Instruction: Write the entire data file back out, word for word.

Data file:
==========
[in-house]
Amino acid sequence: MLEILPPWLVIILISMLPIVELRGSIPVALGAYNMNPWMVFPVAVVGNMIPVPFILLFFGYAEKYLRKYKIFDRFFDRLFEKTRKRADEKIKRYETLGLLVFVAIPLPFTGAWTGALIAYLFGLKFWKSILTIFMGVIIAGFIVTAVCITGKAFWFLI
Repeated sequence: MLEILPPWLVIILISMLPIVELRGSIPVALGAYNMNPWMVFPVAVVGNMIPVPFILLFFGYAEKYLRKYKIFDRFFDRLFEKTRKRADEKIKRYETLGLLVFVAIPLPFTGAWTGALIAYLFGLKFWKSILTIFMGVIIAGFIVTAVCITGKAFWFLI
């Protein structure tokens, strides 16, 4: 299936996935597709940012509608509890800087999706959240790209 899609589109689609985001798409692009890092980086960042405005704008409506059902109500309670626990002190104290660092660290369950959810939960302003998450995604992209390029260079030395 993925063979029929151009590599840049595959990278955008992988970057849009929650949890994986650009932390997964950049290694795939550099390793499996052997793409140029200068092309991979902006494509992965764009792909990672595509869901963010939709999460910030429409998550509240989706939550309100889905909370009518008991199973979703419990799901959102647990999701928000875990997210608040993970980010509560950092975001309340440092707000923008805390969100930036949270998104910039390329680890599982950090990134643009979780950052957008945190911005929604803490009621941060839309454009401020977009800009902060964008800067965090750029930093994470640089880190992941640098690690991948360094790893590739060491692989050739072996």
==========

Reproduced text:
[in-house]
Amino acid sequence: MLEILPPWLVIILISMLPIVELRGSIPVALGAYNMNPWMVFPVAVVGNMIPVPFILLFFGYAEKYLRKYKIFDRFFDRLFEKTRKRADEKIKRYETLGLLVFVAIPLPFTGAWTGALIAYLFGLKFWKSILTIFMGVIIAGFIVTAVCITGKAFWFLI
Repeated sequence: MLEILPPWLVIILISMLPIVELRGSIPVALGAYNMNPWMVFPVAVVGNMIPVPFILLFFGYAEKYLRKYKIFDRFFDRLFEKTRKRADEKIKRYETLGLLVFVAIPLPFTGAWTGALIAYLFGLKFWKSILTIFMGVIIAGFIVTAVCITGKAFWFLI
């Protein structure tokens, strides 16, 4: 299936996935597709940012509608509890800087999706959240790209 899609589109689609985001798409692009890092980086960042405005704008409506059902109500309670626990002190104290660092660290369950959810939960302003998450995604992209390029260079030395 993925063979029929151009590599840049595959990278955008992988970057849009929650949890994986650009932390997964950049290694795939550099390793499996052997793409140029200068092309991979902006494509992965764009792909990672595509869901963010939709999460910030429409998550509240989706939550309100889905909370009518008991199973979703419990799901959102647990999701928000875990997210608040993970980010509560950092975001309340440092707000923008805390969100930036949270998104910039390329680890599982950090990134643009979780950052957008945190911005929604803490009621941060839309454009401020977009800009902060964008800067965090750029930093994470640089880190992941640098690690991948360094790893590739060491692989050739072996």